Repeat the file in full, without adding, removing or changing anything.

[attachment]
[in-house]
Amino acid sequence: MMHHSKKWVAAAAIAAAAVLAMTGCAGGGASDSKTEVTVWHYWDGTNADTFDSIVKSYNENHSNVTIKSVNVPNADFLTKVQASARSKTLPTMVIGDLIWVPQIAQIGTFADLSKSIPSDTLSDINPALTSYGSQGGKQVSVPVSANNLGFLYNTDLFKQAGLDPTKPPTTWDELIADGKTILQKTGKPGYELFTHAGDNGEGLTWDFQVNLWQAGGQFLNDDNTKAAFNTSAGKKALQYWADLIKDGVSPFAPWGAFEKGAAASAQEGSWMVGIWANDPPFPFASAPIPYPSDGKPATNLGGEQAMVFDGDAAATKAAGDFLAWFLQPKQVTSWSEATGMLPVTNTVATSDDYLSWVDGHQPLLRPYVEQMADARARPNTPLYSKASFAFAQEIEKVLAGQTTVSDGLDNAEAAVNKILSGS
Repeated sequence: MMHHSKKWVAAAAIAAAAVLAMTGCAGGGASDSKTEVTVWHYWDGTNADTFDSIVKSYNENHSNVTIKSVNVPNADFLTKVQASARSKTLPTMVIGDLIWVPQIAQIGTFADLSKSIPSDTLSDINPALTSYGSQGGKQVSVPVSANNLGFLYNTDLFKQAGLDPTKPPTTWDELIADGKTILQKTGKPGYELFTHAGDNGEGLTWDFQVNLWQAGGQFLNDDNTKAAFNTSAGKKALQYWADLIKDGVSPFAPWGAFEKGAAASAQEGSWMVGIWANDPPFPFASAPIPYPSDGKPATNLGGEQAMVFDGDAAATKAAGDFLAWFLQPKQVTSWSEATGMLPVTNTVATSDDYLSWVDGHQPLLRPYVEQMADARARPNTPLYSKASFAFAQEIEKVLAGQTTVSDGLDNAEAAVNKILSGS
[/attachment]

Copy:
[in-house]
Amino acid sequence: MMHHSKKWVAAAAIAAAAVLAMTGCAGGGASDSKTEVTVWHYWDGTNADTFDSIVKSYNENHSNVTIKSVNVPNADFLTKVQASARSKTLPTMVIGDLIWVPQIAQIGTFADLSKSIPSDTLSDINPALTSYGSQGGKQVSVPVSANNLGFLYNTDLFKQAGLDPTKPPTTWDELIADGKTILQKTGKPGYELFTHAGDNGEGLTWDFQVNLWQAGGQFLNDDNTKAAFNTSAGKKALQYWADLIKDGVSPFAPWGAFEKGAAASAQEGSWMVGIWANDPPFPFASAPIPYPSDGKPATNLGGEQAMVFDGDAAATKAAGDFLAWFLQPKQVTSWSEATGMLPVTNTVATSDDYLSWVDGHQPLLRPYVEQMADARARPNTPLYSKASFAFAQEIEKVLAGQTTVSDGLDNAEAAVNKILSGS
Repeated sequence: MMHHSKKWVAAAAIAAAAVLAMTGCAGGGASDSKTEVTVWHYWDGTNADTFDSIVKSYNENHSNVTIKSVNVPNADFLTKVQASARSKTLPTMVIGDLIWVPQIAQIGTFADLSKSIPSDTLSDINPALTSYGSQGGKQVSVPVSANNLGFLYNTDLFKQAGLDPTKPPTTWDELIADGKTILQKTGKPGYELFTHAGDNGEGLTWDFQVNLWQAGGQFLNDDNTKAAFNTSAGKKALQYWADLIKDGVSPFAPWGAFEKGAAASAQEGSWMVGIWANDPPFPFASAPIPYPSDGKPATNLGGEQAMVFDGDAAATKAAGDFLAWFLQPKQVTSWSEATGMLPVTNTVATSDDYLSWVDGHQPLLRPYVEQMADARARPNTPLYSKASFAFAQEIEKVLAGQTTVSDGLDNAEAAVNKILSGS